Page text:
Mother sentenced in case that still haunts many


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Staff Writer

NEW BRUNSWICK — In 1991, best friends Tara Packard and Timothy “Timmy” Wiltsey, who were both 5 years old at the time, had a secret code to speak to one another when they were home — by knocking on the adjoining wall that their duplex home in South Amboy shared.

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On May 26, 1991, Packard, after learning her best friend went missing, scurried inside her closet, knocked on the wall and put her ear to the wall.

There was silence. Timmy did not knock back this time.

Packard shared her treasured memory of her one-time childhood friend through a letter to the court during Michelle Lodzinski’s sentencing in Middlesex County Superior Court in New Brunswick on Jan. 5.

On May 18, 2016, a jury panel of seven men and five women, found Lodzinski, 49, formerly of South Amboy, guilty of killing her 5-year-old son Timmy in 1991 and dumping his body in a creek off Olympic Drive in Raritan Center, Edison.

After hearing arguments from Middlesex County Assistant Prosecutor Christie Bevacqua and Gerald Krovatin, attorney for Lodzinski, on an appropriate sentence, Superior Court Judge Dennis Nieves spoke one-on-one with Lodzinski before sentencing her to a 30-year prison sentence.

Lodzinski, wearing green garb, stood quietly clasping her hands together. She did not address the court.

“Did you read Tara Packard’s letter?” asked Nieves to Lodzinski.

Lodzinski said she had not. Nieves told her she should read it.

“[Timmy] was 5 years old … that little kid was a blessing to the community,” he said.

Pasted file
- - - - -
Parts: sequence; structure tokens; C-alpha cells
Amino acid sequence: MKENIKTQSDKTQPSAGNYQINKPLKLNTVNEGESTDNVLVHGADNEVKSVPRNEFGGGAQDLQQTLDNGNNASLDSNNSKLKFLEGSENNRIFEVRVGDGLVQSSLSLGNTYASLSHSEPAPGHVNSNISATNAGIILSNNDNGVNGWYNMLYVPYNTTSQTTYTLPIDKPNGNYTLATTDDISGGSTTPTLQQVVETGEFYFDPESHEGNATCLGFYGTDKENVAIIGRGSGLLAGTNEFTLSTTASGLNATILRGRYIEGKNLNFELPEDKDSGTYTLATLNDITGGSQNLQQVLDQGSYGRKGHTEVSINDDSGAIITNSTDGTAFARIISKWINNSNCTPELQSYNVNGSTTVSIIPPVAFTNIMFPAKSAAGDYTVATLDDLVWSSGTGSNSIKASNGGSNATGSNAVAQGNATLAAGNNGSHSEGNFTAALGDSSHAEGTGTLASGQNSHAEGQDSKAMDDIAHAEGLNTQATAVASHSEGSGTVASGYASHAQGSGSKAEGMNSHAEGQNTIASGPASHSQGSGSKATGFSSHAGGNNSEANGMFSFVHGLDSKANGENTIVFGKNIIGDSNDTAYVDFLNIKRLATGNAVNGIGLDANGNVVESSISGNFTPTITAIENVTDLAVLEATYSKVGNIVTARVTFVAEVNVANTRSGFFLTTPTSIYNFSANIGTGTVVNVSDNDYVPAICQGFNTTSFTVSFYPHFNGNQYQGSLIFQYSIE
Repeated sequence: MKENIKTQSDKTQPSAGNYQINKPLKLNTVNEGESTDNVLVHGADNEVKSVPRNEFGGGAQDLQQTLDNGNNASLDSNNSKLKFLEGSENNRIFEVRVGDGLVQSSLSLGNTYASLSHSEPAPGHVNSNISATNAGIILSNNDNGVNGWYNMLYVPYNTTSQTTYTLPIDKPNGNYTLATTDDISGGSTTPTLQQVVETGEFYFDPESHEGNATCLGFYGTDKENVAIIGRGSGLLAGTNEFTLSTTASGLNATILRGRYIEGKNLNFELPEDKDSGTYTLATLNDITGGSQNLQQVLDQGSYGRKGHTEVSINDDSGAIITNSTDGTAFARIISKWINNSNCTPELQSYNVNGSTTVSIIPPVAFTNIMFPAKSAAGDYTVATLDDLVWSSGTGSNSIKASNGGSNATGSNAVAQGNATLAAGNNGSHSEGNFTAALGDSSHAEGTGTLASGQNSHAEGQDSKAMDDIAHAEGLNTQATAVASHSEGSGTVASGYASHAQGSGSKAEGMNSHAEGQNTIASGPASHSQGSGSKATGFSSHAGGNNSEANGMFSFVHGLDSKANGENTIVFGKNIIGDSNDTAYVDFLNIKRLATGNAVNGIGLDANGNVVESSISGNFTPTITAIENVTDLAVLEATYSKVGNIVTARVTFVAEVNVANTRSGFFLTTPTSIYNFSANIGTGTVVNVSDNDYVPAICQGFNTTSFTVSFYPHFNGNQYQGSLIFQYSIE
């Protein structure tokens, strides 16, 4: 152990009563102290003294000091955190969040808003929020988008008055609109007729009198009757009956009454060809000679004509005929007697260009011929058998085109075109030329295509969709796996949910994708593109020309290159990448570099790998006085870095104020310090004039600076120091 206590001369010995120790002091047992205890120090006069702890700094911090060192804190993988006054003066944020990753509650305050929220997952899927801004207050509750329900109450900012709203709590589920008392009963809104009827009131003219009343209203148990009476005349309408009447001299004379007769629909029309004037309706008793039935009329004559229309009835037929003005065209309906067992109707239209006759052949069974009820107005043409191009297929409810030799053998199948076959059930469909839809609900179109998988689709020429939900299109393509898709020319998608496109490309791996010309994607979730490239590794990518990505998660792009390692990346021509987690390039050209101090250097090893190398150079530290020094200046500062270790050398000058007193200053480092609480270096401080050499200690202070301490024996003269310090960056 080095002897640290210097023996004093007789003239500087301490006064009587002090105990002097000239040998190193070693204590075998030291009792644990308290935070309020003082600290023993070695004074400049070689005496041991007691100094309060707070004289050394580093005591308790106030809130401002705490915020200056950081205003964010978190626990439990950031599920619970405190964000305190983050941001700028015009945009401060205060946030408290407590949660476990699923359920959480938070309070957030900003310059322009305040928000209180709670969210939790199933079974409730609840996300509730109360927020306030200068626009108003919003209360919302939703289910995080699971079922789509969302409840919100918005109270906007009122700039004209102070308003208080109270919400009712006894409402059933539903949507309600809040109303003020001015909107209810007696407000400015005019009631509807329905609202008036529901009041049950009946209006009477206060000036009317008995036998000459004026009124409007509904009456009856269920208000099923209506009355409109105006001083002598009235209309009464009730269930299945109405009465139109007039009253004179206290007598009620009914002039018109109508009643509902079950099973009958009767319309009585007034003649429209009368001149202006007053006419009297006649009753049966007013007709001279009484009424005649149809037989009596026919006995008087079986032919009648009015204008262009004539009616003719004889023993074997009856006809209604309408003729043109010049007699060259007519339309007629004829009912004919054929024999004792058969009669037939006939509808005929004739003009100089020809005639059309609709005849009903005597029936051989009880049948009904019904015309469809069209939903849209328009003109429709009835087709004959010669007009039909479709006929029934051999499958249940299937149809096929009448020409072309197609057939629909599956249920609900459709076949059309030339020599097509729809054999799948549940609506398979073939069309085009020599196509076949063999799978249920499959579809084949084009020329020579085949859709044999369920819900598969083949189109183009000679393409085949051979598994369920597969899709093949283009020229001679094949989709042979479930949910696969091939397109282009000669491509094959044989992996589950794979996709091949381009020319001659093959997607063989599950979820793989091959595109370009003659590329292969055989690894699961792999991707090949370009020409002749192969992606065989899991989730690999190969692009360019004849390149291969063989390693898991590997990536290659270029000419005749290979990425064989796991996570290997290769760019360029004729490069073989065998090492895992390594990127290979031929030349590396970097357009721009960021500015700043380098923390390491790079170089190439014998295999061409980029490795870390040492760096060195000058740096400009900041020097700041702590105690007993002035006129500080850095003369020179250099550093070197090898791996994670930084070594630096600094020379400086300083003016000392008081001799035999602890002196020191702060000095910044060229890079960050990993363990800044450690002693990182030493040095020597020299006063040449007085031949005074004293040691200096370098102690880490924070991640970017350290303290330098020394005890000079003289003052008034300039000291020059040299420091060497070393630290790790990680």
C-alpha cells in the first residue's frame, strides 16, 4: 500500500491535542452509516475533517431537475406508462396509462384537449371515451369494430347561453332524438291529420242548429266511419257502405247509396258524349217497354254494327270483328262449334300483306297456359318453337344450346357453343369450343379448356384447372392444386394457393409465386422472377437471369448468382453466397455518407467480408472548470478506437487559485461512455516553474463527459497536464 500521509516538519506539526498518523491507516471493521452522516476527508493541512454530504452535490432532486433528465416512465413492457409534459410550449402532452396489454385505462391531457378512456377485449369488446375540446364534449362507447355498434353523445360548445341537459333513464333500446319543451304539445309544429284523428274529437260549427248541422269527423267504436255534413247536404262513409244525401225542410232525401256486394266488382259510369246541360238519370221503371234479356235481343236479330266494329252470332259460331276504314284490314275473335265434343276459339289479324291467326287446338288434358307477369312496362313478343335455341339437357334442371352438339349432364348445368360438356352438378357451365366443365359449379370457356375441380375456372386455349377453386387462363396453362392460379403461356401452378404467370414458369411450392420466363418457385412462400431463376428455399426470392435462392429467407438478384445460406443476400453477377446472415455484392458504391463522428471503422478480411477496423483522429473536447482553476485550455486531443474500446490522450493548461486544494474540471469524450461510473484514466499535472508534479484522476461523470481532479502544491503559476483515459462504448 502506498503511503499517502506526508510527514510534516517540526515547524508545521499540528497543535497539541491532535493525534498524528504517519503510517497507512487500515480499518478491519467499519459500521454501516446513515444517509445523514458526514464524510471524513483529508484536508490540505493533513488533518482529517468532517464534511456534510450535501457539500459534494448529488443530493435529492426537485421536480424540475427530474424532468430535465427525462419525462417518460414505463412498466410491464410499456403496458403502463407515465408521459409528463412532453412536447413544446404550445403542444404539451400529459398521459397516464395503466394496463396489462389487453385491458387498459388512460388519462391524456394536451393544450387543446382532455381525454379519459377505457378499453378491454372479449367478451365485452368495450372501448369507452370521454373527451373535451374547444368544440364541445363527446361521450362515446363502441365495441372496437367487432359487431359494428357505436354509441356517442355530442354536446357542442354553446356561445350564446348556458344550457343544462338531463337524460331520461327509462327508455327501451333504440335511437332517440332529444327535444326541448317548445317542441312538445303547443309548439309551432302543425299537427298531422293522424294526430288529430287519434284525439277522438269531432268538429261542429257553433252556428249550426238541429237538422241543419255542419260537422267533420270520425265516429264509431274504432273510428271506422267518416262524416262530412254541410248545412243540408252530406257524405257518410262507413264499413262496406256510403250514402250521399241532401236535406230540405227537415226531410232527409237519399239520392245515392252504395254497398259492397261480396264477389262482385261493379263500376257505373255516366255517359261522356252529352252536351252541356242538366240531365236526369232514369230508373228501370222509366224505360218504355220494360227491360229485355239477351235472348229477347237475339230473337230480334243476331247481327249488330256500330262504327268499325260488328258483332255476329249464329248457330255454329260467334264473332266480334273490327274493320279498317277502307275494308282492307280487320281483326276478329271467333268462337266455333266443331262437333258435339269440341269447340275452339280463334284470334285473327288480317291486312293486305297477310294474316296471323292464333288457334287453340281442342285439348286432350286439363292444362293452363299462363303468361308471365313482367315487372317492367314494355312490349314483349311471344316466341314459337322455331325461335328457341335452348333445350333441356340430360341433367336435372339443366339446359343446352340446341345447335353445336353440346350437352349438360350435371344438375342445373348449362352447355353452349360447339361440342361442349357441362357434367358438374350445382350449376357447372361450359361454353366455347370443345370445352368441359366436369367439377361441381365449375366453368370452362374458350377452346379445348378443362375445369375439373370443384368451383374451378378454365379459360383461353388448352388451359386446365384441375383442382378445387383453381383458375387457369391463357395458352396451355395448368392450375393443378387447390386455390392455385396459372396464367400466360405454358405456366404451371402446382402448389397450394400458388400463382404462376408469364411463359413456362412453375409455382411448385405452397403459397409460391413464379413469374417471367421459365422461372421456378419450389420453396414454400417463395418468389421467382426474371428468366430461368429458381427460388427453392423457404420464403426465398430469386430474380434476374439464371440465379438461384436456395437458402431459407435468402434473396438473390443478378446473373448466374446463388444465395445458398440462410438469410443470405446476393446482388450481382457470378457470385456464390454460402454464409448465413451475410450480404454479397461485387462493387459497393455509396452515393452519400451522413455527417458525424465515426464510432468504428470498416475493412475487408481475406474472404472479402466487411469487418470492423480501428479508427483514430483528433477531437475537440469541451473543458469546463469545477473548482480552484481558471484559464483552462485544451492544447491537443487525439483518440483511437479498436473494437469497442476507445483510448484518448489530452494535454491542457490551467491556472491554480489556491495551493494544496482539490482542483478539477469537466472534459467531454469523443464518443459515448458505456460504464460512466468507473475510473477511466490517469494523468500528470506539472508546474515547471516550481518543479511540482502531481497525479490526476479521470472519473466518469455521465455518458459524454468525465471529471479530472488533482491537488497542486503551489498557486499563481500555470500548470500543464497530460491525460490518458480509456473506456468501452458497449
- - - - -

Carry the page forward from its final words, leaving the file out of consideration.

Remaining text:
Nieves told Lodzinski that one thing stands out in his mind above all the information that was displayed during the three-month trial.

“The skull of your son in the ditch with animal feces on it, which I’ll never forget,” he said.

Nieves spoke about their trip to Olympic Drive in Raritan Center in Edison before the trial started where Timmy’s remains were found 25 years ago.

The prosecution had requested the judge to consider letting the jury see where Timmy’s remains were found.

“It was raining cats and dogs, there was garbage to discarded furniture,” Nieves recalled. “I said, ‘No’ … the jury can’t see this.’”

Nieves told Lodzinski that Krovatin “fought like hell” for her and he ruled on many motions attacking her credibility in her favor to make sure she had a fair trial, which included information about her criminal history of faking her own kidnapping to the Federal Bureau of Investigation (FBI) in the 1990s.

“The jury believed them (the state) even without hearing that information,” he told Lodzinski. “Because you lied, lied, you lied again, you lied, you lied and you lied … that’s what happened here.”

Nieves said rarely does the court have the opportunity to see a case that happened so long ago.

“Good people do bad things,” he said. “There are negatives and positives … I feel bad for [Timmy’s] father [George Wiltsey]. Yes, there was the issue about him being verbally abusive [to Lodzinski]. I think about this little kid [who] could have these family reunions with cousins, aunts, uncles … this little kid missed out.”

Wiltsey wrote a letter to the court, which Bevacqua read in its entirety during her argument.

He wrote that he was horrified when sheriff’s officers came knocking at his door to tell him his firstborn son was dead in 1991.

“I know for a fact that Timmy would still be here if he was raised in Iowa,” Wiltsy wrote. “Timmy will not be forgotten and I will love him forever.”

Iowa is where Wiltsey and Lodzinski spent the first six months of Timmy’s life together.

Wiltsey noted that Timmy has 23 first cousins, 28 second cousins, many aunts and uncles and a grandmother.

Nieves told Lodzinski he believes she was a good mother to Timmy, but she made bad choices with boyfriends and a number of other things.

“Timmy is not here,” he said. “You have two little boys, who are extraordinary and have grown into beautiful young men. They are good kids.”

Nieves said it is fortunate that Lodzinski’s sister, Linda Hisey, has stepped up and has been taking care of the boys in Florida. He said he hopes for the best for the oldest son, who aspires to enter the military and for the youngest to get a scholarship into school.